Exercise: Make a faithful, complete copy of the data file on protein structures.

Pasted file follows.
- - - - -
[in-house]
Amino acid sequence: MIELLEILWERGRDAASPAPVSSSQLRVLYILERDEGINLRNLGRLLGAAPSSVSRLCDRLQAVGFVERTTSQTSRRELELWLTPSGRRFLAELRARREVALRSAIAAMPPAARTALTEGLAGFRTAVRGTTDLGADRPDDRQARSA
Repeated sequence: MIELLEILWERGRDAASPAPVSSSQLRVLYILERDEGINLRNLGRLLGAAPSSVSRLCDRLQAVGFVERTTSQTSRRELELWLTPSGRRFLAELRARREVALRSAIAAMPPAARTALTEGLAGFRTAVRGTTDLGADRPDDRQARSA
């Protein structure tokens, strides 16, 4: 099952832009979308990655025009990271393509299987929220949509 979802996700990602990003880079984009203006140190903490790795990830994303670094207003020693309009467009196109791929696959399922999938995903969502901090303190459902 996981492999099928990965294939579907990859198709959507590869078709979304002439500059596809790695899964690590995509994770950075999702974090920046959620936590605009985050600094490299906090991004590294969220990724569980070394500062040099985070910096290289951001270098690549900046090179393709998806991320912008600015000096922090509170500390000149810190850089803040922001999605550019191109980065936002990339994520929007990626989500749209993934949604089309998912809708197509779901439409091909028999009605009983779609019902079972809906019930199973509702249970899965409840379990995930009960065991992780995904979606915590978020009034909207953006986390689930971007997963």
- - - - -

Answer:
[in-house]
Amino acid sequence: MIELLEILWERGRDAASPAPVSSSQLRVLYILERDEGINLRNLGRLLGAAPSSVSRLCDRLQAVGFVERTTSQTSRRELELWLTPSGRRFLAELRARREVALRSAIAAMPPAARTALTEGLAGFRTAVRGTTDLGADRPDDRQARSA
Repeated sequence: MIELLEILWERGRDAASPAPVSSSQLRVLYILERDEGINLRNLGRLLGAAPSSVSRLCDRLQAVGFVERTTSQTSRRELELWLTPSGRRFLAELRARREVALRSAIAAMPPAARTALTEGLAGFRTAVRGTTDLGADRPDDRQARSA
């Protein structure tokens, strides 16, 4: 099952832009979308990655025009990271393509299987929220949509 979802996700990602990003880079984009203006140190903490790795990830994303670094207003020693309009467009196109791929696959399922999938995903969502901090303190459902 996981492999099928990965294939579907990859198709959507590869078709979304002439500059596809790695899964690590995509994770950075999702974090920046959620936590605009985050600094490299906090991004590294969220990724569980070394500062040099985070910096290289951001270098690549900046090179393709998806991320912008600015000096922090509170500390000149810190850089803040922001999605550019191109980065936002990339994520929007990626989500749209993934949604089309998912809708197509779901439409091909028999009605009983779609019902079972809906019930199973509702249970899965409840379990995930009960065991992780995904979606915590978020009034909207953006986390689930971007997963």